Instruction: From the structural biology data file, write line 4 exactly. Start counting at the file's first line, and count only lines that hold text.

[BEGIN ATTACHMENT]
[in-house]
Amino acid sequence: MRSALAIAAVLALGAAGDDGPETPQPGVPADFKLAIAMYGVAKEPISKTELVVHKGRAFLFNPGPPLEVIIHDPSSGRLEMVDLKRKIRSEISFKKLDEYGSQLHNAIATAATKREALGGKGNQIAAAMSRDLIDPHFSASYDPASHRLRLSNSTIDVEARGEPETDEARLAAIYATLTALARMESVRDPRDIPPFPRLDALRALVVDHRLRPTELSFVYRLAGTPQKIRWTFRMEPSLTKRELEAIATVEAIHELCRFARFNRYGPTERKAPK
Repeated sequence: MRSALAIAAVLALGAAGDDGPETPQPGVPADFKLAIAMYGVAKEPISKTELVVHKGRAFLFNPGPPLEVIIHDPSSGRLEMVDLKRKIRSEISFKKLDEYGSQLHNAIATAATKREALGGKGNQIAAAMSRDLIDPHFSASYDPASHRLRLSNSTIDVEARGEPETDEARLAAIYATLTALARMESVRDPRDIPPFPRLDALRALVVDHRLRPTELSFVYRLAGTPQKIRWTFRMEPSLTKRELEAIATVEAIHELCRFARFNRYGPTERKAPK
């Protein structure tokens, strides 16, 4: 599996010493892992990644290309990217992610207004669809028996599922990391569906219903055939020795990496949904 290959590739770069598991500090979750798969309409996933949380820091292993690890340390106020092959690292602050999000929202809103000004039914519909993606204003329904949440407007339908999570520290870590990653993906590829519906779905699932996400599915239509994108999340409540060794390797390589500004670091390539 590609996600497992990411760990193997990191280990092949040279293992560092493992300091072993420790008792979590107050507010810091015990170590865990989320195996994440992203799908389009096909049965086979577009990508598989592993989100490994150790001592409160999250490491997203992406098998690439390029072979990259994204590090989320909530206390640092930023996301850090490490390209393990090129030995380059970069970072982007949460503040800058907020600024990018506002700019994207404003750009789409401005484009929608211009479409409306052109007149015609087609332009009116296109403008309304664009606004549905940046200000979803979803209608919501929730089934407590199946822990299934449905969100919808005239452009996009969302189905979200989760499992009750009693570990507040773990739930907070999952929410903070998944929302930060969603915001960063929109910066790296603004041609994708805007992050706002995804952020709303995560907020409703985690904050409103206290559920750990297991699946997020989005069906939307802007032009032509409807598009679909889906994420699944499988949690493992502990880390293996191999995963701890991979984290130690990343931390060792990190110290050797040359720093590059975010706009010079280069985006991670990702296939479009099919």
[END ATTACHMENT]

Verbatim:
């Protein structure tokens, strides 16, 4: 599996010493892992990644290309990217992610207004669809028996599922990391569906219903055939020795990496949904 290959590739770069598991500090979750798969309409996933949380820091292993690890340390106020092959690292602050999000929202809103000004039914519909993606204003329904949440407007339908999570520290870590990653993906590829519906779905699932996400599915239509994108999340409540060794390797390589500004670091390539 590609996600497992990411760990193997990191280990092949040279293992560092493992300091072993420790008792979590107050507010810091015990170590865990989320195996994440992203799908389009096909049965086979577009990508598989592993989100490994150790001592409160999250490491997203992406098998690439390029072979990259994204590090989320909530206390640092930023996301850090490490390209393990090129030995380059970069970072982007949460503040800058907020600024990018506002700019994207404003750009789409401005484009929608211009479409409306052109007149015609087609332009009116296109403008309304664009606004549905940046200000979803979803209608919501929730089934407590199946822990299934449905969100919808005239452009996009969302189905979200989760499992009750009693570990507040773990739930907070999952929410903070998944929302930060969603915001960063929109910066790296603004041609994708805007992050706002995804952020709303995560907020409703985690904050409103206290559920750990297991699946997020989005069906939307802007032009032509409807598009679909889906994420699944499988949690493992502990880390293996191999995963701890991979984290130690990343931390060792990190110290050797040359720093590059975010706009010079280069985006991670990702296939479009099919």